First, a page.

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Conference Paper 1)

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IDENTIFICATION OF CYTOTOXIC CHEMICALS IN THIRDHAND SMOKE Vasundhra Bahl*1,2, Suzaynn Schick 3, Mohamad Sleiman4, and Prue Talbot1

1 Department of Cell Biology and Neuroscience, University of California, Riverside, 2 Environmental Toxicology Graduate Program, University of California, Riverside, 3 Department of Medicine, University of California, San Francisco, 4Indoor Environment Group, Lawrence Berkeley National Laboratory

Little information is available on the health effects of thirdhand smoke (THS).

Our work evaluates the adverse effects of THS on mouse neural stem cells, an in vitro model for the neonatal brain. Cytotoxicity was studied using the MTT assay which evaluates conversion of a tetrazolium salt to a colored formazan by mitochondrial reductases. Terry cloth exposed to cigarette smoke for 110 hours over 1 year was stored at room temperature to allow aging of THS, and extracts were prepared after different times of aging. THS aged for 11 months on terry cloth was cytotoxic to mNSC, causing complete cell death in the MTT assay at the highest dose; however, cytotoxicity was lost when the terry cloth was aged for an additional 5 months. Another sample of terry cloth was exposed to cigarette smoke for 19.5 hours over 1 month. The THS extract obtained immediately after the smoking period was cytotoxic to mNSC in the MTT assay causing 50% cell death at the highest dose, but lost its activity when allowed to age for an additional 45 days. These results indicate that as little as 1 month of accumulation of THS is sufficient to produce cytotoxicity and that this toxicity is lost with aging.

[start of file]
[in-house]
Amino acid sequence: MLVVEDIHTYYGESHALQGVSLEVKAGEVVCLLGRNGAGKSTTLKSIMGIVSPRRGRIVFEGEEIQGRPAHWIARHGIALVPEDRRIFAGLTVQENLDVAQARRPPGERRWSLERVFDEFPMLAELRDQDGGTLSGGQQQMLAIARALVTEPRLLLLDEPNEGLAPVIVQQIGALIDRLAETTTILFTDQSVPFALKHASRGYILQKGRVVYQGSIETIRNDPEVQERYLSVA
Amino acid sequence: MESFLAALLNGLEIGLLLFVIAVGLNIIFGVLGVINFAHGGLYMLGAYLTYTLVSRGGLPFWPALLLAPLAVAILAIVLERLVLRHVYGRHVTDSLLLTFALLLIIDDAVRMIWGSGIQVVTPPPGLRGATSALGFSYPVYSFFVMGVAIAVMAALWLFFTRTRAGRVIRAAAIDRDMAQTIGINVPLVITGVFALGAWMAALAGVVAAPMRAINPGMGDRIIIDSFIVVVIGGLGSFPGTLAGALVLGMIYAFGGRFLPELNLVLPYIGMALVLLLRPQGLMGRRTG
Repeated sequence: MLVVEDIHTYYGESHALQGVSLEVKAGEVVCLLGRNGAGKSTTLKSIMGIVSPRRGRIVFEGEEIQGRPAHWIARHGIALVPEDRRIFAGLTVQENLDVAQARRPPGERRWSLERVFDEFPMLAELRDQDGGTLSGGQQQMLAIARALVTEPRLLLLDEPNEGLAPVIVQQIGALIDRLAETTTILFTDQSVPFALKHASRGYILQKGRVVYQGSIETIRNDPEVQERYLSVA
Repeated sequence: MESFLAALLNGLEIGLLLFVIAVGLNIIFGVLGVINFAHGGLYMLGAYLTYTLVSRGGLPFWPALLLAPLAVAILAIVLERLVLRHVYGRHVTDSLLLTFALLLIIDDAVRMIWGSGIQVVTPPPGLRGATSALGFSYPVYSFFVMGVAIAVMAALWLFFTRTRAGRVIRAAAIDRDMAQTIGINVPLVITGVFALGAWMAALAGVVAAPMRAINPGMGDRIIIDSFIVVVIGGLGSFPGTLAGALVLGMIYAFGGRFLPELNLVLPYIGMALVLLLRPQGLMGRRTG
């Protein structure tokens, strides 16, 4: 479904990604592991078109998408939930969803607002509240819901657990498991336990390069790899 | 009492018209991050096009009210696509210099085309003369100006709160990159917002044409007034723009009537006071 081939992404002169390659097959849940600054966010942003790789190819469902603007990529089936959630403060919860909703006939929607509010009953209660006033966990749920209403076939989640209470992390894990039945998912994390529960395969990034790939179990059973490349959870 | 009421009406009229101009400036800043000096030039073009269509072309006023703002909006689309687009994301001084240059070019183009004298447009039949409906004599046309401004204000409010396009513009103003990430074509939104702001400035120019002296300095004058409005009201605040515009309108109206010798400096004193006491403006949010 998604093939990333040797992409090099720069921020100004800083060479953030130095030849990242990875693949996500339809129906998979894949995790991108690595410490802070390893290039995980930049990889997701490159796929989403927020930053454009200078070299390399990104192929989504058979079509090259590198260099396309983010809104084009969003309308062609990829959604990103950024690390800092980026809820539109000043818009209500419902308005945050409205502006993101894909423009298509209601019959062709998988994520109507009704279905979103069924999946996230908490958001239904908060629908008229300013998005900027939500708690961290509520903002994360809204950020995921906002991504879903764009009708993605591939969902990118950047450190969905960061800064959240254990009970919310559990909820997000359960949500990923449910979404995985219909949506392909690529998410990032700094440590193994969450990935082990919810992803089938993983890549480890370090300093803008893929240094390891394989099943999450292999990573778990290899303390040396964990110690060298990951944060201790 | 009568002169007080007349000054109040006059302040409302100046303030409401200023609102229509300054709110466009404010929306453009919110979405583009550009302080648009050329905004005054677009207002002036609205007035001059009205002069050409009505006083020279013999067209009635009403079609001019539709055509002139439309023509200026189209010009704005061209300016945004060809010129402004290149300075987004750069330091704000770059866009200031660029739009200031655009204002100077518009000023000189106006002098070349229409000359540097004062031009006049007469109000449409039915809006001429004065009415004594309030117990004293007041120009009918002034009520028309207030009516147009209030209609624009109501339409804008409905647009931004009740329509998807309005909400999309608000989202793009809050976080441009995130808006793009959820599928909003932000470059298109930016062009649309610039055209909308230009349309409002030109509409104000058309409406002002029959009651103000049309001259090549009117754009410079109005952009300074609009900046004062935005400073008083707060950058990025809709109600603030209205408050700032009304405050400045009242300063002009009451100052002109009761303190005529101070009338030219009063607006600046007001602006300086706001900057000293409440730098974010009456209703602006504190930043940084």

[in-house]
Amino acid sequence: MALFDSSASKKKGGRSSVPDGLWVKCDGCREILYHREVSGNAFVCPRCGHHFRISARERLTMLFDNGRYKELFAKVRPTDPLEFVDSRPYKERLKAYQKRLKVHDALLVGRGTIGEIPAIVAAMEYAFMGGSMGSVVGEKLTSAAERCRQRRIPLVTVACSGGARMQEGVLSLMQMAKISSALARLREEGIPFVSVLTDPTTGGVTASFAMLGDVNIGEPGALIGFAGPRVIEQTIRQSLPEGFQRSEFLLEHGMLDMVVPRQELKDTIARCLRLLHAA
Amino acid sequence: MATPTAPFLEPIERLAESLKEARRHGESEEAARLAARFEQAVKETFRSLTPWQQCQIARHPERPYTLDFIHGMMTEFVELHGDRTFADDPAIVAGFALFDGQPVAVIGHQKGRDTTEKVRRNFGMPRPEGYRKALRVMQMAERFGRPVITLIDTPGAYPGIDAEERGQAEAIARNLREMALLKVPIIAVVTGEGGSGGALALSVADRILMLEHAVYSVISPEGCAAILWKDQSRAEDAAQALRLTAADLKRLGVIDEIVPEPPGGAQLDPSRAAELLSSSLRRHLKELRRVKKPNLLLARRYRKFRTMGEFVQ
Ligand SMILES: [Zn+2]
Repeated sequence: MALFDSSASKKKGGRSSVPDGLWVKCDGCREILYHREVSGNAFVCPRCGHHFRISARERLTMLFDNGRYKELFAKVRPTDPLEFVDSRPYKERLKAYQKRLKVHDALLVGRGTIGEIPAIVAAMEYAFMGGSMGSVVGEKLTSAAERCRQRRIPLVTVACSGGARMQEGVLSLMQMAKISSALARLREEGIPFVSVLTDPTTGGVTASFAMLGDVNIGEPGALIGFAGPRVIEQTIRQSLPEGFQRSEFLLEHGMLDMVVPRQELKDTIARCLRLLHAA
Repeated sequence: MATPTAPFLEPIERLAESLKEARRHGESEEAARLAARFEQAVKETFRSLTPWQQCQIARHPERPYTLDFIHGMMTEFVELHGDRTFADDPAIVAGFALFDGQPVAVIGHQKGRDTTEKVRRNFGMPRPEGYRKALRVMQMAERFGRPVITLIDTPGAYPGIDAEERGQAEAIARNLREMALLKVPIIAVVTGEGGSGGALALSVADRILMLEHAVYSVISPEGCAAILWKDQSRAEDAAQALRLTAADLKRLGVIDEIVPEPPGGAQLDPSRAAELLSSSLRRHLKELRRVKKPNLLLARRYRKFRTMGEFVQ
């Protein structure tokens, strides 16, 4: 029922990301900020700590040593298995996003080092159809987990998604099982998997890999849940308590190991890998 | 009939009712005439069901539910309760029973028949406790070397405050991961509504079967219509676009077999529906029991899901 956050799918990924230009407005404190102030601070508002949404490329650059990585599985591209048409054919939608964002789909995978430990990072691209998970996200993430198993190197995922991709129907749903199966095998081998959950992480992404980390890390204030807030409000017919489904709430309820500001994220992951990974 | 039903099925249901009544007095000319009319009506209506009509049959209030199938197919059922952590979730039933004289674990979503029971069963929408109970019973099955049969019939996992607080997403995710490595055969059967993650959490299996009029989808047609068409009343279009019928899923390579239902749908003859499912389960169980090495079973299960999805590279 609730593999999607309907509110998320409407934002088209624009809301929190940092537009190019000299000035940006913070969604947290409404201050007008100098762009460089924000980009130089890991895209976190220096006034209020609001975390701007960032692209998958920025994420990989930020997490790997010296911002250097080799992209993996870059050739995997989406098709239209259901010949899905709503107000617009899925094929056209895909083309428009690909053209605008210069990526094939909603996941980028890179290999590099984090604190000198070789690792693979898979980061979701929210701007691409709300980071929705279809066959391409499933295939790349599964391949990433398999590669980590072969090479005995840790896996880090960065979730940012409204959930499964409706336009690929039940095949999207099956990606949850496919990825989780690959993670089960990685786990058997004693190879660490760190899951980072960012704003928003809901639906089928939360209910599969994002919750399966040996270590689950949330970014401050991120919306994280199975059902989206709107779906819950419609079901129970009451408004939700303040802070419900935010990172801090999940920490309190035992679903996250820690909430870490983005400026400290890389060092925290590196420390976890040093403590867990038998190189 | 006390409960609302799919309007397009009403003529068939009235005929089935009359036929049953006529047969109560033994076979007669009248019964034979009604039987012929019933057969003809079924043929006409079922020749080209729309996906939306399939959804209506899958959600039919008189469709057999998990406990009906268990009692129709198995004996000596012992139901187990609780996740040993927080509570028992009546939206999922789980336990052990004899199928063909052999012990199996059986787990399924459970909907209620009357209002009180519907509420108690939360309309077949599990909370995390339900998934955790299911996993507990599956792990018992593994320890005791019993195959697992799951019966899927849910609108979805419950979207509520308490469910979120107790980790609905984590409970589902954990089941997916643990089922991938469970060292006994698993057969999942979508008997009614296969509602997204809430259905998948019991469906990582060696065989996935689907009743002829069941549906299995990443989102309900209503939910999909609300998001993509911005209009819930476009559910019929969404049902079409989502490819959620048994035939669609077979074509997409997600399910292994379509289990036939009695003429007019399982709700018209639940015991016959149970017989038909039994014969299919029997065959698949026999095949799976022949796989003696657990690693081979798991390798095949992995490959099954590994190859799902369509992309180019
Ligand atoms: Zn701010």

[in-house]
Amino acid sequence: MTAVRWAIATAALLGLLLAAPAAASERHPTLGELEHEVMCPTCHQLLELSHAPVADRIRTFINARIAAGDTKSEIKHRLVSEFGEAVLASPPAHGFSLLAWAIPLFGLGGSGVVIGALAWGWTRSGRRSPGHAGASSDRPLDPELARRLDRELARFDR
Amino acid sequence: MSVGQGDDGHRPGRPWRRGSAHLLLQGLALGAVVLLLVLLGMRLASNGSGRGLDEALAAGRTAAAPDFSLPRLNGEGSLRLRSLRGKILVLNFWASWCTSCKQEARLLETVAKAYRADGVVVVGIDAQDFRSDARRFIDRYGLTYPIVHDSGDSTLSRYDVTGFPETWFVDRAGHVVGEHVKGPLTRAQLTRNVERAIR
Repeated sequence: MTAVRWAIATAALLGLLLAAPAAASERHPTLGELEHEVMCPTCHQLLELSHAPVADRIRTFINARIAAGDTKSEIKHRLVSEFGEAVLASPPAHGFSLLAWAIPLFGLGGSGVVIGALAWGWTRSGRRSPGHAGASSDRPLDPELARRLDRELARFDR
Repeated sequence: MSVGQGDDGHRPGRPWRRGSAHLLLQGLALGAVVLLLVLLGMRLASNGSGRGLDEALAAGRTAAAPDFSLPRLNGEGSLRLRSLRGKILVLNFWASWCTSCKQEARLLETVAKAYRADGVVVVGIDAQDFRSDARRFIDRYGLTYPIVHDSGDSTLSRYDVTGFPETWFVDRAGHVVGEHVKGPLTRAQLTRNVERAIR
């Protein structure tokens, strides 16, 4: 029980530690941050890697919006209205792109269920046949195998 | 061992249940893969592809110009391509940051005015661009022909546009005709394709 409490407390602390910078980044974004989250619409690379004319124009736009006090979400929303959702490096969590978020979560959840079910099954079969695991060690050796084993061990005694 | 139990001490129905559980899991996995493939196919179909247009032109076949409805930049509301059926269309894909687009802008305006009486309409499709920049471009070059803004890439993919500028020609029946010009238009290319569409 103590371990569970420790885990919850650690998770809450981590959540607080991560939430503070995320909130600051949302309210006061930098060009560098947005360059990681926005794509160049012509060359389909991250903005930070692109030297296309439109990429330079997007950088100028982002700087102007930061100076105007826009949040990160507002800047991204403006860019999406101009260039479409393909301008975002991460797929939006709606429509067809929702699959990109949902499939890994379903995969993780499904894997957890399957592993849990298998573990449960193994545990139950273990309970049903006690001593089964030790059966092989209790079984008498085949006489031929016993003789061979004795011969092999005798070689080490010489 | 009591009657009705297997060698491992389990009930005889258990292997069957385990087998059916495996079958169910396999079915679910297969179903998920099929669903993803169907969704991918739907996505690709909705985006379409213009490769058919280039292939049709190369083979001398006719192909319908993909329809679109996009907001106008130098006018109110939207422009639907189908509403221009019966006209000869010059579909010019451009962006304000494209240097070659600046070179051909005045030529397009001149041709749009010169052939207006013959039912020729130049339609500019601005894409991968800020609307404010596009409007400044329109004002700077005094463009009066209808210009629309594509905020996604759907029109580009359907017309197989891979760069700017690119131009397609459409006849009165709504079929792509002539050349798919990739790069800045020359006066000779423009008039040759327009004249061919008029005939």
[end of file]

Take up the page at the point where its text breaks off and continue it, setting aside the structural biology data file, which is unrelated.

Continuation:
The decrease in cytotoxicity could be due to loss of volatile organic chemicals (VOC) that are present in cigarette smoke or degradation of chemicals. Authentic standards of VOC present in THS were tested individually and in combination to determine which could contribute to cytotoxicity. Out of the chemicals tested to date, 2,5-dimethylfuran (DMF) and acrolein were cytotoxic in the MTT assay. Combining up to 5 chemicals together did not affect the dose response curves.

Because of their high volatility, an additional trial was performed with each chemical being replaced at 4 hour intervals for 48 hours. Dose response results were not affected except for DMF which had increased potency in this experiment.

These results are consistent with the conclusion that DMF and acrolein contributed to the cytotoxicity observed in the terry cloth extracts.

FUNDING: Tobacco-Related Disease Research Program of California

JUSTIFICATION: Identification of two cytotoxic chemicals in thirdhand smoke could affect public health policies and remediation of environments containing thirdhand smoke.

CORRESPONDING AUTHOR: Prue Talbot, PhD, Professor, UCR, Cell Biology & Neuroscience, Spieth Hall, Riverside, CA 92521, United States, Phone: 951-827-3768, Email: talbot@ucr.edu


z-ref: ndzv4czm

Talbot , et al. (2014), IDENTIFICATION OF CYTOTOXIC CHEMICALS IN THIRDHAND SMOKE, http://www.srnt.org/conferences/ accessed: 2014-02-12
research/documents/ndzv4czm.txt · Last modified: 2014/04/04 12:15 by rainman